“That’s outside the Church,” Hill remarked, seeking to pull Jakes back into the original intent of his question about his “evolve” question. “Inside the Church, has your thinking shifted biblically, Scripturally, hermeneutically at all? The reason I ask that is because I talk to a lot of ministers now …. and one of the questions [at a recent African meeting] was, is there a way to approach Christian tradition—Christian Scripture—in light of a new understanding of LGBT?”

Hill then pointed to the issue of slavery, and that “irrespective of what [biblical] text says literally, we don’t support slavery as a body.” He asked if there was likewise “room for that same kind of shift” when it comes to homosexuality.

Jakes said that he believed that the shift needed to occur “behind the closed doors of the church” to avoid being called names by society for disagreeing on the matter. He added moments later that the issue of homosexuality is “complex.”

“Paul spends a lot of time wrestling back and forth, trying to understand should a woman wear a head covering, should you cut your hair,” Jakes stated. “I mean, they grappled back then and we’re grappling now because we’re humans and we are flawed and we’re not God.”

“Once you understand you’re not God, you leave yourself an ‘out’ clause to grow,” he said.


Following Christian News Network’s report on Jakes’ statements, he shot back on Facebook, remarking that he was “shocked” at how his comments were interpreted, but reiterated that while he personally doesn’t endorse homosexual “marriage,” he “respects” the government’s provision of it for those who want it.

“My comment on HuffPo TV drifted into issues of the Supreme Court ruling and changing the world through public policy versus personal witness. Further, I have come to respect that I can’t force my beliefs on others by controlling public policy for tax payers [sic] and other U.S. citizens,” he wrote.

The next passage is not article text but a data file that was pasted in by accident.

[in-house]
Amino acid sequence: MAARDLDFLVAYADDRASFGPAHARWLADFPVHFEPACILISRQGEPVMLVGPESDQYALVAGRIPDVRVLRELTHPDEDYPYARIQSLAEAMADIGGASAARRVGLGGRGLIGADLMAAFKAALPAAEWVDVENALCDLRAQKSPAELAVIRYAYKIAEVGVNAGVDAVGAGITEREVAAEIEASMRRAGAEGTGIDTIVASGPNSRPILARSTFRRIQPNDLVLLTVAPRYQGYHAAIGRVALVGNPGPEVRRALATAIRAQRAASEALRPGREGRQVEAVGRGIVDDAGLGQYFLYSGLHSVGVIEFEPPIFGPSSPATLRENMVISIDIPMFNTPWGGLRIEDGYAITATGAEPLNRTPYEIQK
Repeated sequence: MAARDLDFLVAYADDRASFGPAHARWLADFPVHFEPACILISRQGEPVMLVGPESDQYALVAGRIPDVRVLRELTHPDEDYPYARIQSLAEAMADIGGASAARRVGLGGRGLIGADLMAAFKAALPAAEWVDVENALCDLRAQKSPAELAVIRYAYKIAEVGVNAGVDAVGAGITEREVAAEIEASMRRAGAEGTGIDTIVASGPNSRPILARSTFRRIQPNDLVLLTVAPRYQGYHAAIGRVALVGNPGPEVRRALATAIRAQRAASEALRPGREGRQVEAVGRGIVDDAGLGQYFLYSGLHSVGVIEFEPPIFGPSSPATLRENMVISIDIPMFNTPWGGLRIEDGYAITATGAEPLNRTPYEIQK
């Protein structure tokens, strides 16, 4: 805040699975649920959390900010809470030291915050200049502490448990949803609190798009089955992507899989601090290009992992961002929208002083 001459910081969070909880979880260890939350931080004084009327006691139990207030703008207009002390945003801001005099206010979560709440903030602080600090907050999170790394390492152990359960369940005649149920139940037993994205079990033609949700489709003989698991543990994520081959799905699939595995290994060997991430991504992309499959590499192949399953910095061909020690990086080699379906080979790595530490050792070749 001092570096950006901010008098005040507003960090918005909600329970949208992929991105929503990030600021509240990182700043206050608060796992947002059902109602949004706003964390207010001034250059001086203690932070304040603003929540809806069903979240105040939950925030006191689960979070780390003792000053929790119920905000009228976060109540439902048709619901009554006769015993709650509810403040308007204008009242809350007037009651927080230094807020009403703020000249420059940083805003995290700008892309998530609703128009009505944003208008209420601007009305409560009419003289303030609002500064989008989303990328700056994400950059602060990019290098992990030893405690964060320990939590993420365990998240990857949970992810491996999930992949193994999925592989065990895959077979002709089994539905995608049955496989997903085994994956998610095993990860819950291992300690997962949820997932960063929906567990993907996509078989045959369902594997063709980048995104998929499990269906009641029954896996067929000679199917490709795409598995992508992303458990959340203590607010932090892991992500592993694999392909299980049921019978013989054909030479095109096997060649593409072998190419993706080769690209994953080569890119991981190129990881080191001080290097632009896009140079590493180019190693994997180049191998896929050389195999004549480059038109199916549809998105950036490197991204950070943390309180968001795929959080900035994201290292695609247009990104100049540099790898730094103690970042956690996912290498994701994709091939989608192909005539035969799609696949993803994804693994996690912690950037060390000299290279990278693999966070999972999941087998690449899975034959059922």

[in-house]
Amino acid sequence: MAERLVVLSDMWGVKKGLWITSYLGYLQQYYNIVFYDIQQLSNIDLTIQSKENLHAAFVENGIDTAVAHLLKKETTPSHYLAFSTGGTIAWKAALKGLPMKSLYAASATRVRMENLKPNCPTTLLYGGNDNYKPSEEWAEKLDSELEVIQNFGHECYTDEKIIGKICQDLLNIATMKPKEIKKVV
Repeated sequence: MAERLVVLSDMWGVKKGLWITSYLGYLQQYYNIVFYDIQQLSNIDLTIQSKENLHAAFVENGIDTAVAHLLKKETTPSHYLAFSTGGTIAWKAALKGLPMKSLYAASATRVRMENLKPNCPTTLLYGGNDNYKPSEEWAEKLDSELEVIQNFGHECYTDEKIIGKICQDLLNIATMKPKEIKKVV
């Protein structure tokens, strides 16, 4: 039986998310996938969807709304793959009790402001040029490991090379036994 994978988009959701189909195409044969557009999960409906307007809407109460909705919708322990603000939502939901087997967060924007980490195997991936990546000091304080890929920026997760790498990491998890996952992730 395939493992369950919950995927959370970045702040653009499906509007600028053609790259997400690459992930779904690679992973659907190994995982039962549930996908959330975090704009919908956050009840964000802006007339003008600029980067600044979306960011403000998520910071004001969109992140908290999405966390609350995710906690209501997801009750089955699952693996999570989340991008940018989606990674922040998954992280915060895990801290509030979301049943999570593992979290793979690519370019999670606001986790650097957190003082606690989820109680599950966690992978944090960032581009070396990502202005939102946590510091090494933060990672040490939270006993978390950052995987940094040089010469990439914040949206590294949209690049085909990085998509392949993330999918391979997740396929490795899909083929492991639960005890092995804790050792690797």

“Jesus never sought to change the world through public policy but rather through personal transformation. All people didn’t embrace him either,” Jakes continued. “That’s what I said and what I meant …. Nothing more and nothing less.”

He contended that when he used the phrase “evolved and evolving” in response to Hill’s question, he was only referring to the methods used to minister to homosexuals, not his position on the issue.

“When asked about the ‘black church’ and its role in ministering to gay people, I briefly mentioned (we were running out of time) the word ‘evolved and evolving’ regarding my approach over the 39 years of my ministry to gay people who choose to come to our services,” Jakes wrote. “I simply meant that my method is evolving—not my message.”

However, Jakes’ comments about “evolving” in context were in reference to his belief that because America is not a Christian nation, it should give rights to all people and allow disagreement in the interim.

“I was shocked to read that this was manipulated in a subsequent article to say I endorsed same sex marriage! My position on the subject has been steadfast and rooted in Scripture,” he said in his statement this week.

Jakes concluded by stating that although he personally opposes same-sex “marriage,” he “respects the rights” given to homosexuals by the U.S. government—as he had outlined during the Huffington Post interview.

“For the record, I do not endorse same sex marriage but I respect the rights that this country affords those that disagree with me,” he remarked.

Jakes made similar comments on Tuesday in a new statement posted to Facebook, asserting again that he personally is against same-sex “marriage,” but that “secular audiences” are not obligated to understand the biblical viewpoint.

“Such brief commentary is inadequate to explain complex theological principles or to evaluate societal norms from a biblical perspective,” he wrote. “This is especially true of secular audiences who are not obliged to understand or adhere to Scripture as the moral arbiter for their lives.”